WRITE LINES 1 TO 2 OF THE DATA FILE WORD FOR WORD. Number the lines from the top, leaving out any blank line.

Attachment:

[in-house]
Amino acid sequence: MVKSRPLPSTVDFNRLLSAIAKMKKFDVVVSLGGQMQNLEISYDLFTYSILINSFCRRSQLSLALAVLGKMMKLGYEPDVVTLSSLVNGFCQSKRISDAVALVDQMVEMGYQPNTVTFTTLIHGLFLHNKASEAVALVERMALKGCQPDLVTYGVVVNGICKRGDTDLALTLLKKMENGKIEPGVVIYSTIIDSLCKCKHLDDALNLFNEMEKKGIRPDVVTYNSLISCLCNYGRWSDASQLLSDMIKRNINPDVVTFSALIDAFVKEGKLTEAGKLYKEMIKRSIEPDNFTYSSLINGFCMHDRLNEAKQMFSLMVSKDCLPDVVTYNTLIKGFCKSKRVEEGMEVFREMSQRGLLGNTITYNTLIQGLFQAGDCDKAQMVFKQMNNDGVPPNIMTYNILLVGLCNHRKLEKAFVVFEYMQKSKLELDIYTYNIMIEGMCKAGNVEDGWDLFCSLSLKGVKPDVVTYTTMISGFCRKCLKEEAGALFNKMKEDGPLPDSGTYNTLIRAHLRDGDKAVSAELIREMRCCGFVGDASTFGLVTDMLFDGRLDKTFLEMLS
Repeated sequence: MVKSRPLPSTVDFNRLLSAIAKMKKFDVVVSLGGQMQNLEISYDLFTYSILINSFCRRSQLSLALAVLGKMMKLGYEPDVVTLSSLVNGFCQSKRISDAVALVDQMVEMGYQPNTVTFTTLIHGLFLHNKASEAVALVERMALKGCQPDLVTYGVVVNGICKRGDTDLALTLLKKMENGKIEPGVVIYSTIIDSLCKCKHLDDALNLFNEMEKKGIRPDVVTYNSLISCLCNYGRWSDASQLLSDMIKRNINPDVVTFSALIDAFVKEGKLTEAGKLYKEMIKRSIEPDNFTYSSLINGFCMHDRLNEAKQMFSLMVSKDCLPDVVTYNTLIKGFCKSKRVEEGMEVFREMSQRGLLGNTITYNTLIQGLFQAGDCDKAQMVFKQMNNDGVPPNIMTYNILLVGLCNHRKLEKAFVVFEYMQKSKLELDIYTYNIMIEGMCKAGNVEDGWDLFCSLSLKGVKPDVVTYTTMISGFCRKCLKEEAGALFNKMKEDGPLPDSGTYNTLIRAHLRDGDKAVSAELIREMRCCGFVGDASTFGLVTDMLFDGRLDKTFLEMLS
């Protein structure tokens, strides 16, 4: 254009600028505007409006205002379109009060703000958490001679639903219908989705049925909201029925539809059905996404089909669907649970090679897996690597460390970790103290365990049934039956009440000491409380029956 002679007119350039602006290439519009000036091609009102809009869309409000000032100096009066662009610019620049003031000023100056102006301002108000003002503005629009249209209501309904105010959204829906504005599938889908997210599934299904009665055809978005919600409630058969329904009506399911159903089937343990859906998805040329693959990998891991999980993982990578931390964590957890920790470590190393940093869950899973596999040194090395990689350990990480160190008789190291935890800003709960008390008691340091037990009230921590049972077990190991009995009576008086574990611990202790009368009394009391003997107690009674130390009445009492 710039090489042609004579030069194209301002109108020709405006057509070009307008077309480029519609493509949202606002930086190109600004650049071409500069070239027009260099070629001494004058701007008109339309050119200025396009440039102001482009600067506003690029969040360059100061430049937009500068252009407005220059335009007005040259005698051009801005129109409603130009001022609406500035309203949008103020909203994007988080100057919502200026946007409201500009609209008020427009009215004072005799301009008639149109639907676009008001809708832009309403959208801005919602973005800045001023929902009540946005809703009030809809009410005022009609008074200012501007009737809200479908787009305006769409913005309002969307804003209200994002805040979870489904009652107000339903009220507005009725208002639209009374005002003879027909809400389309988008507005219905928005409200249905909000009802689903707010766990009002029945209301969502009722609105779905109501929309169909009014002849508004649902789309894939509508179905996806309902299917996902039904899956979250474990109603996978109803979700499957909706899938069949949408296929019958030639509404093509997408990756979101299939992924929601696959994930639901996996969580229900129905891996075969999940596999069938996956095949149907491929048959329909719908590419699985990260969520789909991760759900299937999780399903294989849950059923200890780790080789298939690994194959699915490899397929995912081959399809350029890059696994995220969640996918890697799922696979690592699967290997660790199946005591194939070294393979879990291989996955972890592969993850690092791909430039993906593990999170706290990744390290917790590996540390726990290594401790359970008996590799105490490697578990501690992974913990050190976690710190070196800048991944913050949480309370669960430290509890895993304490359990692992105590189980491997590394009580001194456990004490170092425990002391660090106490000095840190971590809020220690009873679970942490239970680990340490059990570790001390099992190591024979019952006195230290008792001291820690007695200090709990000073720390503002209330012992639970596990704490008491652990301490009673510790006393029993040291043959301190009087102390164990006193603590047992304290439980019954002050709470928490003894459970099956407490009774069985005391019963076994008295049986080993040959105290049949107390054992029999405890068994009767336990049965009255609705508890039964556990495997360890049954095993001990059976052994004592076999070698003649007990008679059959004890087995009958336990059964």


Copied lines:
[in-house]
Amino acid sequence: MVKSRPLPSTVDFNRLLSAIAKMKKFDVVVSLGGQMQNLEISYDLFTYSILINSFCRRSQLSLALAVLGKMMKLGYEPDVVTLSSLVNGFCQSKRISDAVALVDQMVEMGYQPNTVTFTTLIHGLFLHNKASEAVALVERMALKGCQPDLVTYGVVVNGICKRGDTDLALTLLKKMENGKIEPGVVIYSTIIDSLCKCKHLDDALNLFNEMEKKGIRPDVVTYNSLISCLCNYGRWSDASQLLSDMIKRNINPDVVTFSALIDAFVKEGKLTEAGKLYKEMIKRSIEPDNFTYSSLINGFCMHDRLNEAKQMFSLMVSKDCLPDVVTYNTLIKGFCKSKRVEEGMEVFREMSQRGLLGNTITYNTLIQGLFQAGDCDKAQMVFKQMNNDGVPPNIMTYNILLVGLCNHRKLEKAFVVFEYMQKSKLELDIYTYNIMIEGMCKAGNVEDGWDLFCSLSLKGVKPDVVTYTTMISGFCRKCLKEEAGALFNKMKEDGPLPDSGTYNTLIRAHLRDGDKAVSAELIREMRCCGFVGDASTFGLVTDMLFDGRLDKTFLEMLS